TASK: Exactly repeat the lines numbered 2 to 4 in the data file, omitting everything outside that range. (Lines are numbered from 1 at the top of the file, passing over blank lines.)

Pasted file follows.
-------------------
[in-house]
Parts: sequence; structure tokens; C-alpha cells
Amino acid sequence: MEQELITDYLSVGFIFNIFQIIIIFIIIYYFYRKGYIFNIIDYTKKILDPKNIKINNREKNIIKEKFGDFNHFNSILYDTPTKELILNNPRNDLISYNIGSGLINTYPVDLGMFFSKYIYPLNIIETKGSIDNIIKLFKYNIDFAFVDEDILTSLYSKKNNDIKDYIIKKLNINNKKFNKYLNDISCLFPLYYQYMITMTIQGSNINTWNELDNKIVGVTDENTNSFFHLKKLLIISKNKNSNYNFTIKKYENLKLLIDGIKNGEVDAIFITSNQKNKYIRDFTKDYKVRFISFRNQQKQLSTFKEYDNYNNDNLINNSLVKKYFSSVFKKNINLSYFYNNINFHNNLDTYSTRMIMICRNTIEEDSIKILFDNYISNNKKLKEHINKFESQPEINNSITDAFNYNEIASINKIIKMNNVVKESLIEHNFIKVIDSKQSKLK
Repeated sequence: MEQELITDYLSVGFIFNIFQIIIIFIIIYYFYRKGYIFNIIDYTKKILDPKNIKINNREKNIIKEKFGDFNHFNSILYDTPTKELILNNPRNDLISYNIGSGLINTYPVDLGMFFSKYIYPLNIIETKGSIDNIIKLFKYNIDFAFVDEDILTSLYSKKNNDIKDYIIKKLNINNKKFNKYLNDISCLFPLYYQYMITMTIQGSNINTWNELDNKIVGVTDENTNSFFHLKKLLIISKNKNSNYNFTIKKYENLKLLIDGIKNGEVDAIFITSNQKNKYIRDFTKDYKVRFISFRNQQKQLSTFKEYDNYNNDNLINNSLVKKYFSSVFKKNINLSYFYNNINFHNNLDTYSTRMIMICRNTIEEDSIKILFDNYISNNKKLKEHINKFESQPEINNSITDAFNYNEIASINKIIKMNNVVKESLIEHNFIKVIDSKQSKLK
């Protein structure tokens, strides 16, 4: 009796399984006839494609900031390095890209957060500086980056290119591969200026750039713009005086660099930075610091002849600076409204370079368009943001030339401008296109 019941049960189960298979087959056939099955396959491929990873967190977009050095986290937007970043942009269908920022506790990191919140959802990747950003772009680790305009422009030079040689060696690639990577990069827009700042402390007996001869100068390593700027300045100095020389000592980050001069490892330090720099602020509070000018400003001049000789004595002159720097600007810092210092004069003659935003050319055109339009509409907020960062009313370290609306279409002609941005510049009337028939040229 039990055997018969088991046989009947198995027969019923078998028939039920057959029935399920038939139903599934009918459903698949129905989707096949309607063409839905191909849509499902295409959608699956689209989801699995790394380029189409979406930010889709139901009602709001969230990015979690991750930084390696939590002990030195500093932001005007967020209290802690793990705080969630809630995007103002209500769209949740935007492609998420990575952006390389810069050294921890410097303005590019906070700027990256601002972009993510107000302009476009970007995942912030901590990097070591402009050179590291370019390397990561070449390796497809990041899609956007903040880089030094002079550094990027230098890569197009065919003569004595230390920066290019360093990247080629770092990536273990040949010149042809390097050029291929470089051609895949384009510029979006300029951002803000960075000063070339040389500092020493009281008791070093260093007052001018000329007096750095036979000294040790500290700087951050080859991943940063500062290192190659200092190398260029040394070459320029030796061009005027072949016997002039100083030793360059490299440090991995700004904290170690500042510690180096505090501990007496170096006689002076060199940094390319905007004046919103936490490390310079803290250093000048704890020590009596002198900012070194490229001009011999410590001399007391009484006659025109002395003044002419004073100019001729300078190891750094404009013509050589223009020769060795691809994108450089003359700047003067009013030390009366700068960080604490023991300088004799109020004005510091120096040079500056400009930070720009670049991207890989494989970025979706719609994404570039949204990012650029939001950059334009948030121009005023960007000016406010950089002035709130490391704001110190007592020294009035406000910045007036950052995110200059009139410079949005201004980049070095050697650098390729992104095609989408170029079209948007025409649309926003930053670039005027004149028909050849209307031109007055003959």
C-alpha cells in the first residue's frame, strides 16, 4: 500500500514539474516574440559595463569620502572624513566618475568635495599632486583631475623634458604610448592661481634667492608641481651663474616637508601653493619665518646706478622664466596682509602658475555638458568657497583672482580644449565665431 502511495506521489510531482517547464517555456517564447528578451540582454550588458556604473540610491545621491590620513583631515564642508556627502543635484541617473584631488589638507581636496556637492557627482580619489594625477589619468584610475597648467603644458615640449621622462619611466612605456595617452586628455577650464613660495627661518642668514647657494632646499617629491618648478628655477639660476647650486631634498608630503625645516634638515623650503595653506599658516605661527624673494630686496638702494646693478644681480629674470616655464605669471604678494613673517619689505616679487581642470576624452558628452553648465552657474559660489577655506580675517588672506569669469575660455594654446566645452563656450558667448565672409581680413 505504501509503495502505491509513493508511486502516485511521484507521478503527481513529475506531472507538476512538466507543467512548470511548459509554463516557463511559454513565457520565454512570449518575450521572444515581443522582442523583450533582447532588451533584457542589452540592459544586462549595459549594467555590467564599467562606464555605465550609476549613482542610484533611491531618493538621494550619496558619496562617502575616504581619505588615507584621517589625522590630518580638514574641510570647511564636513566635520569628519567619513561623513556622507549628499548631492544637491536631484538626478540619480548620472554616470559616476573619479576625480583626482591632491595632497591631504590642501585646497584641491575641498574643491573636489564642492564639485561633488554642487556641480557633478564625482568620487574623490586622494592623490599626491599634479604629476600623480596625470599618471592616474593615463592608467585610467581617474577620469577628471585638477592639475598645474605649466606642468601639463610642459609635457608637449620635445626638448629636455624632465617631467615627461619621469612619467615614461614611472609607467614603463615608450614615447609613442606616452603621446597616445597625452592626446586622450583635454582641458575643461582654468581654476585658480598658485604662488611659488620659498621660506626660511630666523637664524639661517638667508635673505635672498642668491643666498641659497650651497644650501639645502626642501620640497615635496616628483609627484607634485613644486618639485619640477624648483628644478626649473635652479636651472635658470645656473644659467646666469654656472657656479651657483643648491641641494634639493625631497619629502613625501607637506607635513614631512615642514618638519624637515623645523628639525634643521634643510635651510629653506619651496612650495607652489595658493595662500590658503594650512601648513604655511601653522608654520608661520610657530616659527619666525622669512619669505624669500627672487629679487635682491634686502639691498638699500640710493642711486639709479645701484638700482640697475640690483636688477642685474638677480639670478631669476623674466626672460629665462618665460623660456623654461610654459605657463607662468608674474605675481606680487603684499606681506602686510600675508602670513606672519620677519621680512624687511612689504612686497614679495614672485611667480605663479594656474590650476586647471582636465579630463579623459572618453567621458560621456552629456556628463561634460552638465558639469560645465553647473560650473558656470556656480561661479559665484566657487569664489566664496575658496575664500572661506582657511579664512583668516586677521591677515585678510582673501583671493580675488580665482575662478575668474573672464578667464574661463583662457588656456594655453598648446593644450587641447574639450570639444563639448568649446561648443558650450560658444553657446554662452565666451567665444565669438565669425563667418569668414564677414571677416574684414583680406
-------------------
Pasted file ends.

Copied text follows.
Parts: sequence; structure tokens; C-alpha cells
Amino acid sequence: MEQELITDYLSVGFIFNIFQIIIIFIIIYYFYRKGYIFNIIDYTKKILDPKNIKINNREKNIIKEKFGDFNHFNSILYDTPTKELILNNPRNDLISYNIGSGLINTYPVDLGMFFSKYIYPLNIIETKGSIDNIIKLFKYNIDFAFVDEDILTSLYSKKNNDIKDYIIKKLNINNKKFNKYLNDISCLFPLYYQYMITMTIQGSNINTWNELDNKIVGVTDENTNSFFHLKKLLIISKNKNSNYNFTIKKYENLKLLIDGIKNGEVDAIFITSNQKNKYIRDFTKDYKVRFISFRNQQKQLSTFKEYDNYNNDNLINNSLVKKYFSSVFKKNINLSYFYNNINFHNNLDTYSTRMIMICRNTIEEDSIKILFDNYISNNKKLKEHINKFESQPEINNSITDAFNYNEIASINKIIKMNNVVKESLIEHNFIKVIDSKQSKLK
Repeated sequence: MEQELITDYLSVGFIFNIFQIIIIFIIIYYFYRKGYIFNIIDYTKKILDPKNIKINNREKNIIKEKFGDFNHFNSILYDTPTKELILNNPRNDLISYNIGSGLINTYPVDLGMFFSKYIYPLNIIETKGSIDNIIKLFKYNIDFAFVDEDILTSLYSKKNNDIKDYIIKKLNINNKKFNKYLNDISCLFPLYYQYMITMTIQGSNINTWNELDNKIVGVTDENTNSFFHLKKLLIISKNKNSNYNFTIKKYENLKLLIDGIKNGEVDAIFITSNQKNKYIRDFTKDYKVRFISFRNQQKQLSTFKEYDNYNNDNLINNSLVKKYFSSVFKKNINLSYFYNNINFHNNLDTYSTRMIMICRNTIEEDSIKILFDNYISNNKKLKEHINKFESQPEINNSITDAFNYNEIASINKIIKMNNVVKESLIEHNFIKVIDSKQSKLK